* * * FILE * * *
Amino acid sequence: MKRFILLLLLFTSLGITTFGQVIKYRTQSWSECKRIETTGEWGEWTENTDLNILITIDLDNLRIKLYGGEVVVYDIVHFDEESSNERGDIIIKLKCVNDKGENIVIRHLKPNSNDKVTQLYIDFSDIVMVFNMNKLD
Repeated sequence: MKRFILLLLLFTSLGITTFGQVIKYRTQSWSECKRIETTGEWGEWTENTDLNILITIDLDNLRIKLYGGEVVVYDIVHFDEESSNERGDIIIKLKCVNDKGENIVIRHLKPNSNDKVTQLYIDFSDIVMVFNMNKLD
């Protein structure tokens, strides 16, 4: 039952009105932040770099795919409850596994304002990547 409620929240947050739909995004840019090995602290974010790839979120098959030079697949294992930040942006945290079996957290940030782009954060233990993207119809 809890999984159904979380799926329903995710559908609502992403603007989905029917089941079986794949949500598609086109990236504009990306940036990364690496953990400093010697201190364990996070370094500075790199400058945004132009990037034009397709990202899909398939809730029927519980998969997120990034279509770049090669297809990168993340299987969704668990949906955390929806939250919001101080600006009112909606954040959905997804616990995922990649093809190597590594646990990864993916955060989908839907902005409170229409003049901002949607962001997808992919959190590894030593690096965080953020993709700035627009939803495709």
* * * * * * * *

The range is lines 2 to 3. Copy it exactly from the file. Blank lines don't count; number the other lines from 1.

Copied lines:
Repeated sequence: MKRFILLLLLFTSLGITTFGQVIKYRTQSWSECKRIETTGEWGEWTENTDLNILITIDLDNLRIKLYGGEVVVYDIVHFDEESSNERGDIIIKLKCVNDKGENIVIRHLKPNSNDKVTQLYIDFSDIVMVFNMNKLD
């Protein structure tokens, strides 16, 4: 039952009105932040770099795919409850596994304002990547 409620929240947050739909995004840019090995602290974010790839979120098959030079697949294992930040942006945290079996957290940030782009954060233990993207119809 809890999984159904979380799926329903995710559908609502992403603007989905029917089941079986794949949500598609086109990236504009990306940036990364690496953990400093010697201190364990996070370094500075790199400058945004132009990037034009397709990202899909398939809730029927519980998969997120990034279509770049090669297809990168993340299987969704668990949906955390929806939250919001101080600006009112909606954040959905997804616990995922990649093809190597590594646990990864993916955060989908839907902005409170229409003049901002949607962001997808992919959190590894030593690096965080953020993709700035627009939803495709």